Deduplication can be performed in 4 ways:
1. Immediately when the write is processed (inline) and before the write is ackowledged back to the originator of the write (pre-ack).
2. Immediately when the write is processed (inline) and in parallel to the write being acknowledged back to the originator of the write (on-ack).
3. A short time after the write is processed (inline) so after the write is acknowleged back to the originator of the write - eg. when flushing the write buffer to persistent storage (post-ack)
4. After the write has been committed to the persistent storage layer (post-process).
The first and second methods, when properly integrated into the solution, are most likely to offer both performance and capacity benefits. The third and fourth methods are primarily used for capacity benefits only.
The Scale Computing HC3 data deduplication feature is considered a post-process implementation that works with existing background processes to identify duplicate 1 MiB blocks of data on a given physical disk. The process leverages the SCRIBE metadata reference count mechanism by finding independently written blocks that are the same. This duplicate review is for each physical disk on a given node to ensure as little a footprint as possible while providing all of the benefits of full deduplication.
The deduplication process is broken into two steps. The first step reviews VM data blocks by creating a hash index of each block and storing the hash in the nodes RAM. The hashing algorithm will be able to scan the system data for deduplication candidates at roughly 1 MiB/s of data on HDDs and 4 MiB/s of data on SSDs, both of these estimates per node. The second process occurs during low system utilization. The system will work through the queue of hashed blocks in RAM. It will search for matching hashes until the background disk scan regenerates them. When the process finds two blocks with a matching hash it will verify the underlying blocks are in fact duplicates before incrementing the reference count in metadata on the block it is planning to free. Updating the metadata count for the block essentially releases the space of the duplicate block. The block then returns to the system’s free storage pool. This secondary process can progress much faster than 1 MiB/s; the speed is dependent on the current system load.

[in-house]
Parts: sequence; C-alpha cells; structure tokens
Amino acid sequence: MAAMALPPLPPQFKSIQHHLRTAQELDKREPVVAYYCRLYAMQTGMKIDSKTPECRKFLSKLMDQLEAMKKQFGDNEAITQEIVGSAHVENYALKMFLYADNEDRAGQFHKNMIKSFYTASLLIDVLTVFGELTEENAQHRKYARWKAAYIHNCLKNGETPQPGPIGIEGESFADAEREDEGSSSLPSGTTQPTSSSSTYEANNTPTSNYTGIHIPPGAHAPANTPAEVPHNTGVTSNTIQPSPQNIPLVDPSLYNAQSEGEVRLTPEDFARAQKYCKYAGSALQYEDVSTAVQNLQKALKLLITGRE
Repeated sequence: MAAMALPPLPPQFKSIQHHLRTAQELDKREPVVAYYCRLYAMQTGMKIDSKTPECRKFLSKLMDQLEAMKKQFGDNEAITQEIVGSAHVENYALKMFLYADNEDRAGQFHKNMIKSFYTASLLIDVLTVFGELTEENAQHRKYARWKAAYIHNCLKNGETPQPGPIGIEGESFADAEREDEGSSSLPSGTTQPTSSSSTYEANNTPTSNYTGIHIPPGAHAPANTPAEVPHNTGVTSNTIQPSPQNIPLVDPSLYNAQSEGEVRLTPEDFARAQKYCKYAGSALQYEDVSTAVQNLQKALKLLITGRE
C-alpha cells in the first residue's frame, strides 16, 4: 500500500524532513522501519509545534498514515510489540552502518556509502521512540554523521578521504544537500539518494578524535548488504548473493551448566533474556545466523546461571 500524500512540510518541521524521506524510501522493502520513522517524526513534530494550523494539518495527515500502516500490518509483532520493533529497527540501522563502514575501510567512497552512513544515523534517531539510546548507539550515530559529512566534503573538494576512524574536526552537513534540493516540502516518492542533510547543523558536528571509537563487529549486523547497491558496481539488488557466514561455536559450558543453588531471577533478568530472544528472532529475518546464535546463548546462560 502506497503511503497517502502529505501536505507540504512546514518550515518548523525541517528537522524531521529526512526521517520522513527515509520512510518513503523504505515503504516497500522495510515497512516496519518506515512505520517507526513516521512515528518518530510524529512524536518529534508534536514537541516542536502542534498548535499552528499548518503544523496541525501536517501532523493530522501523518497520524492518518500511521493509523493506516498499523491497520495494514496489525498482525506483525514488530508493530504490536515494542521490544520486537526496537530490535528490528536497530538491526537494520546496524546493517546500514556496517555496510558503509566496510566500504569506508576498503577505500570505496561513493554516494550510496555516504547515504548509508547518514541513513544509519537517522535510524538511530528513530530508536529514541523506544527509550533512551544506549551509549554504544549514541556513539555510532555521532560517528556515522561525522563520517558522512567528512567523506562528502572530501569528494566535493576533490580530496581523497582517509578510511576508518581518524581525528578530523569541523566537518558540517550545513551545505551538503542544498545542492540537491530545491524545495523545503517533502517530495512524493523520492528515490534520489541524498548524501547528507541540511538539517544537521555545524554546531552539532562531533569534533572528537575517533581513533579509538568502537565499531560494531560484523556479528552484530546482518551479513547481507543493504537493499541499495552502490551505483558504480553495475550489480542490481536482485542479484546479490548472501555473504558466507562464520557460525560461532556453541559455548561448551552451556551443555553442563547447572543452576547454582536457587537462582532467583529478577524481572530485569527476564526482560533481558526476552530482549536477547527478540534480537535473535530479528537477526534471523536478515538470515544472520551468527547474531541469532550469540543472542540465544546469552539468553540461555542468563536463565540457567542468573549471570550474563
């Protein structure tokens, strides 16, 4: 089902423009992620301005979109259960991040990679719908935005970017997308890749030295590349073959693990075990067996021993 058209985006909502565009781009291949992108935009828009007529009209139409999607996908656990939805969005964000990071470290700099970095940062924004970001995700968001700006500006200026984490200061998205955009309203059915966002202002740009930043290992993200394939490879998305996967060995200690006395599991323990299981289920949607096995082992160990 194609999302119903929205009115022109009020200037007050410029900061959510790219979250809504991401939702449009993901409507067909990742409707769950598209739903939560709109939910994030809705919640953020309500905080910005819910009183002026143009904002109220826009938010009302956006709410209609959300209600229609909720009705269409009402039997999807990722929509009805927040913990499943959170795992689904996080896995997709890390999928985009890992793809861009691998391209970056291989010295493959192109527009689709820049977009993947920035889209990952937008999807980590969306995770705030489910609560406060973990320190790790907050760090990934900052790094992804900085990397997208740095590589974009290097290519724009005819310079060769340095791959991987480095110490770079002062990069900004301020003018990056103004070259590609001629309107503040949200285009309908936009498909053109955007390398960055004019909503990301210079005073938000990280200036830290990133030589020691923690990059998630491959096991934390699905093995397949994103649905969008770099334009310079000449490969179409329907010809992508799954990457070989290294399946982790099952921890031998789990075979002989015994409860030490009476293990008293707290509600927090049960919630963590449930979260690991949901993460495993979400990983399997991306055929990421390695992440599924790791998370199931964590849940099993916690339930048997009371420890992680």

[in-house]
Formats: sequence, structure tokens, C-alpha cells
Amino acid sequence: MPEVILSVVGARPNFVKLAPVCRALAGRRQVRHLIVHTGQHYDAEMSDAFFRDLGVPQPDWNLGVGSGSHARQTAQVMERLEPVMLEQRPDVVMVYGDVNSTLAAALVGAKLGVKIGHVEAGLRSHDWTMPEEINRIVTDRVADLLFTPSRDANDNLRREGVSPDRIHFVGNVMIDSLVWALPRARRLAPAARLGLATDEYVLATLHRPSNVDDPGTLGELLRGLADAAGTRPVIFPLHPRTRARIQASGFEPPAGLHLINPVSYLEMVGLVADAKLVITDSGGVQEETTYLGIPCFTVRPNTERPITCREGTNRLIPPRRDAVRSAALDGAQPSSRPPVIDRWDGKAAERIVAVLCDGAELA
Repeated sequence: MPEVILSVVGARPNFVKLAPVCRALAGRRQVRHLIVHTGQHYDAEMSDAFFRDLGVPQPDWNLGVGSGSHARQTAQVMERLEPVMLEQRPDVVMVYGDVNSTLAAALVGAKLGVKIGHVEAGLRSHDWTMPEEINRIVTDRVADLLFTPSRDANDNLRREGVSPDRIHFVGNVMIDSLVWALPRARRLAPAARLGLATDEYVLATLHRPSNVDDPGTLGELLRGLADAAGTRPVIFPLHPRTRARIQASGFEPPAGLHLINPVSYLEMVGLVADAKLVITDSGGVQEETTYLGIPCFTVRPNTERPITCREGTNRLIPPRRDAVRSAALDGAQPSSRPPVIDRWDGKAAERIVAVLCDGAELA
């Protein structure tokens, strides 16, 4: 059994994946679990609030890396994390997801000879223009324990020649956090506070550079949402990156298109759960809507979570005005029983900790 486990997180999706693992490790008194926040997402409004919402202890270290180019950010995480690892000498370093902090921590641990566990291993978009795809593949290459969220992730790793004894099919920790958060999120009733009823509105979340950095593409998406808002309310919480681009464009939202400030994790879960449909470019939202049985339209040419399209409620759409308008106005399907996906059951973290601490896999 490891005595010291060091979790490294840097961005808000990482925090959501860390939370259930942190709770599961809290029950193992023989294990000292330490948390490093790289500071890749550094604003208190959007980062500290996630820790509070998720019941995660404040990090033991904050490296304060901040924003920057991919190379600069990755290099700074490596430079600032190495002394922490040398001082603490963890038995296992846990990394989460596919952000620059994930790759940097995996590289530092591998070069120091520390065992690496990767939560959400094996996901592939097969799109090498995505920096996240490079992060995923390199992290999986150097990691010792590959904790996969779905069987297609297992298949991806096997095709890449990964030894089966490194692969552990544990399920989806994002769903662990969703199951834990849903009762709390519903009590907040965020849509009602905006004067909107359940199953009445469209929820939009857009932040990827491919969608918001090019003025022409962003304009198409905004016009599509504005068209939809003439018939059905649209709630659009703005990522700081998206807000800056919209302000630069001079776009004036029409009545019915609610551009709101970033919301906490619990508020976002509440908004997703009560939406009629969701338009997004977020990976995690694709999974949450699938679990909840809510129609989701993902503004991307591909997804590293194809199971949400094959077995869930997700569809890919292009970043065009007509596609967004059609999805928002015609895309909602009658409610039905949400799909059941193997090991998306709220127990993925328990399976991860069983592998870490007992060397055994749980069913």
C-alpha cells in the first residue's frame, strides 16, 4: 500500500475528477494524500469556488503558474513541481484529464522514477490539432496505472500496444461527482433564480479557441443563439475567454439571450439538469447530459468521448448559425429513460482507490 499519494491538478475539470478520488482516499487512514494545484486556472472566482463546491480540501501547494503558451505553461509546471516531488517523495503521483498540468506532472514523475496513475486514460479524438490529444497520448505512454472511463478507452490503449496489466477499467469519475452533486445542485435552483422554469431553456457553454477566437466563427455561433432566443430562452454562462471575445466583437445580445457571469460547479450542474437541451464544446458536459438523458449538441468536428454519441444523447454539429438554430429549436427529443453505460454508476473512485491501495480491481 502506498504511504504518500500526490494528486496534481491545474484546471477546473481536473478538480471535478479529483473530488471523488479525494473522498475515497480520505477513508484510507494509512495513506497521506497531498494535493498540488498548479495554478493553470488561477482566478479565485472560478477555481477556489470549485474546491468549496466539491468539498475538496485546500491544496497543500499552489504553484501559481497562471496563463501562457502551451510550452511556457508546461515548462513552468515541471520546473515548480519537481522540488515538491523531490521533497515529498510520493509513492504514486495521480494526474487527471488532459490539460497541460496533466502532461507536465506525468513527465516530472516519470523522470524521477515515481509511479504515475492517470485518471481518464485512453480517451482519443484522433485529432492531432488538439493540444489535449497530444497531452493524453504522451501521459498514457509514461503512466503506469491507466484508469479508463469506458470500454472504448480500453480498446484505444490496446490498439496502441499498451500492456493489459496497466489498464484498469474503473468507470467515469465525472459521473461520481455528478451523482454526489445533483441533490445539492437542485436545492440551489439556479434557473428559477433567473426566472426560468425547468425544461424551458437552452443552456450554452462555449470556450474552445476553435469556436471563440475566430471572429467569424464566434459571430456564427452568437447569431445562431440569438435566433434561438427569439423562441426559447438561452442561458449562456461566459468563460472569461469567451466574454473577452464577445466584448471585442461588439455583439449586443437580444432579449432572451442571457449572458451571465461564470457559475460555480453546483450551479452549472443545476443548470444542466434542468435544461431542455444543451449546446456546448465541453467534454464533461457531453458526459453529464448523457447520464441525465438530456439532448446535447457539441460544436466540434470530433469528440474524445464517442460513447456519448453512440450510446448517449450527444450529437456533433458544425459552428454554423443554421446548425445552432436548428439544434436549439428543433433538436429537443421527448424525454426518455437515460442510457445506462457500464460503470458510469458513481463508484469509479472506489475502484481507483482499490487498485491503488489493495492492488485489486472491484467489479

The SCRIBE metadata reference count mechanism is the same architecture utilized by snapshots and clones in SCRIBE to allow quick, efficient, low-impact thin-provisioning on the HC3 system. Shared blocks are referenced and a count to the block stored in the metadata.